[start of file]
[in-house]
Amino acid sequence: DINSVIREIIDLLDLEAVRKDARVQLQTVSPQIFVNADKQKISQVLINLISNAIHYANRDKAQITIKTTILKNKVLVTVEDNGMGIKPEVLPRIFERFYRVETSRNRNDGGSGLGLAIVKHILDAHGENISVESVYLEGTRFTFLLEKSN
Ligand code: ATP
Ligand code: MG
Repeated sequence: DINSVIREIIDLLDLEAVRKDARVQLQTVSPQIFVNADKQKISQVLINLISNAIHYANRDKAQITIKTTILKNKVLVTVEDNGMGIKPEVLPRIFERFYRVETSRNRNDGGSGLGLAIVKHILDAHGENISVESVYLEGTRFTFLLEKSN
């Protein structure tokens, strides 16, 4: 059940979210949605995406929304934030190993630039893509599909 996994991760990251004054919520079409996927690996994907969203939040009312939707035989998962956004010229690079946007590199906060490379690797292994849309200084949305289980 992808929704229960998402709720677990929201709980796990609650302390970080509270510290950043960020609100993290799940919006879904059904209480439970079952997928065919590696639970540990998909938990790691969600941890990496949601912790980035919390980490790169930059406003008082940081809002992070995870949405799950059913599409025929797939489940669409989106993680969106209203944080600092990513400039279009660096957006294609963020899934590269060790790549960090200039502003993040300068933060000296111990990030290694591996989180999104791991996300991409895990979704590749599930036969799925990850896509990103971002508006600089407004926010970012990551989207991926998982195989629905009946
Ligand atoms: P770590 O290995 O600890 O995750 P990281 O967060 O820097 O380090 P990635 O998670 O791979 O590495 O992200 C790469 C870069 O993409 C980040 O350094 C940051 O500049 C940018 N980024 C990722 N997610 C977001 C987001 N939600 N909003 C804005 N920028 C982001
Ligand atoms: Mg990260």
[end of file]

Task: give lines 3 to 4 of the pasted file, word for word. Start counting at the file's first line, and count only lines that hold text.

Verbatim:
Ligand code: ATP
Ligand code: MG